Opportunity cost

An economic agent is any person or group that makes decisions within an economy, for example consumers, firms, governments etc.  Due to the existence of the economic problem economic agents are forced to make choices regarding what to do with their limited resources.


You have £40, do you spend it on a t-shirt or a night out? Does the government spend £100 million on weapons or building a hospital?  Should your school buy 10 computers or 50 chairs?  A rational economic agent will choose the option that gives them the greatest amount of satisfaction (economists call this utility).


The opportunity cost is the satisfaction (or utility) you lose from not being able to have your second choice (the next best alternative), examples of opportunity cost are:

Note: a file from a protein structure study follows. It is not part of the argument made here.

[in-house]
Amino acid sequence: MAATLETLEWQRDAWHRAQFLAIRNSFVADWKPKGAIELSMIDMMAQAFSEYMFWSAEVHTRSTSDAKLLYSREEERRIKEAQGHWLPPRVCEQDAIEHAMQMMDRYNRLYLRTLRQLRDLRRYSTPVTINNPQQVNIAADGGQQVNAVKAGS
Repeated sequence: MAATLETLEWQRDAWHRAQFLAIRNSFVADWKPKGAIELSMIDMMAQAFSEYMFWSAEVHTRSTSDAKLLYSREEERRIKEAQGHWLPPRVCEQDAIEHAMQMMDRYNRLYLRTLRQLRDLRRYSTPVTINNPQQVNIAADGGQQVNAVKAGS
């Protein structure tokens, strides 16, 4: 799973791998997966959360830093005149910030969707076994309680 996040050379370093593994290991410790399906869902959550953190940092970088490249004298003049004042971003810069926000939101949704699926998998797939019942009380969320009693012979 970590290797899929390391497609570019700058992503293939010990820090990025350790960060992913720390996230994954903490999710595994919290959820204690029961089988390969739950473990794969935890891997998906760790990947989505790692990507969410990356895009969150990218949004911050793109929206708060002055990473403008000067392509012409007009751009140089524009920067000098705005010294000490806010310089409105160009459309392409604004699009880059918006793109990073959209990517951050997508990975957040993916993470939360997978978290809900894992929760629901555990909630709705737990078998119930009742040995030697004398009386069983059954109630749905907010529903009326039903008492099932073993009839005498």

• If you spend £40 on a night out the opportunity cost will be the t-shirt.
  • If the government spends £100 million on weapons the opportunity cost will be building a hospital.
  • If a school decides to buy 10 computers the opportunity cost will be 50 tables.


Economic goods will have an opportunity cost as they are scarce and can not be used for two different things at the same time.  Free goods have no opportunity cost.

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